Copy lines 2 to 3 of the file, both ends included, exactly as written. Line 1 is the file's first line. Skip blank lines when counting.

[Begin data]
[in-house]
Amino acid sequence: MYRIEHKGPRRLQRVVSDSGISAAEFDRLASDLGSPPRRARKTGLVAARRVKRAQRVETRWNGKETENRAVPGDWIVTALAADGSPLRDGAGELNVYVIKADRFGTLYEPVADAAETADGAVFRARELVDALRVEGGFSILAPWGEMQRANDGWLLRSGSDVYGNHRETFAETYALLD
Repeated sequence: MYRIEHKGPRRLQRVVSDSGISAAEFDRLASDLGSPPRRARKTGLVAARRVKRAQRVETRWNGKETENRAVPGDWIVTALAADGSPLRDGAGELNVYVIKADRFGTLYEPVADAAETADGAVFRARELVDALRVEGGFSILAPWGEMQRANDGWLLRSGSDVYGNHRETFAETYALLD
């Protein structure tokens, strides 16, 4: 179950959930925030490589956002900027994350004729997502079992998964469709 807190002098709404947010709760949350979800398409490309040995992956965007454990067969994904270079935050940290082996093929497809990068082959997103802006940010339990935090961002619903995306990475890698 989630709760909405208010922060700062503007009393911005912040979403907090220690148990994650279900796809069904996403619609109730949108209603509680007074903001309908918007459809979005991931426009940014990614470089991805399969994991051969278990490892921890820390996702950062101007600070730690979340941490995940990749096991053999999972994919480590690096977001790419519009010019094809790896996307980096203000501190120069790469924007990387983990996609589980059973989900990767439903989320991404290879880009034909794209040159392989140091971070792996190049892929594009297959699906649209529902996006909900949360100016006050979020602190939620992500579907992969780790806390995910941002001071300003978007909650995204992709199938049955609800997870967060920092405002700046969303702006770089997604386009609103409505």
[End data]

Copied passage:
Amino acid sequence: MYRIEHKGPRRLQRVVSDSGISAAEFDRLASDLGSPPRRARKTGLVAARRVKRAQRVETRWNGKETENRAVPGDWIVTALAADGSPLRDGAGELNVYVIKADRFGTLYEPVADAAETADGAVFRARELVDALRVEGGFSILAPWGEMQRANDGWLLRSGSDVYGNHRETFAETYALLD
Repeated sequence: MYRIEHKGPRRLQRVVSDSGISAAEFDRLASDLGSPPRRARKTGLVAARRVKRAQRVETRWNGKETENRAVPGDWIVTALAADGSPLRDGAGELNVYVIKADRFGTLYEPVADAAETADGAVFRARELVDALRVEGGFSILAPWGEMQRANDGWLLRSGSDVYGNHRETFAETYALLD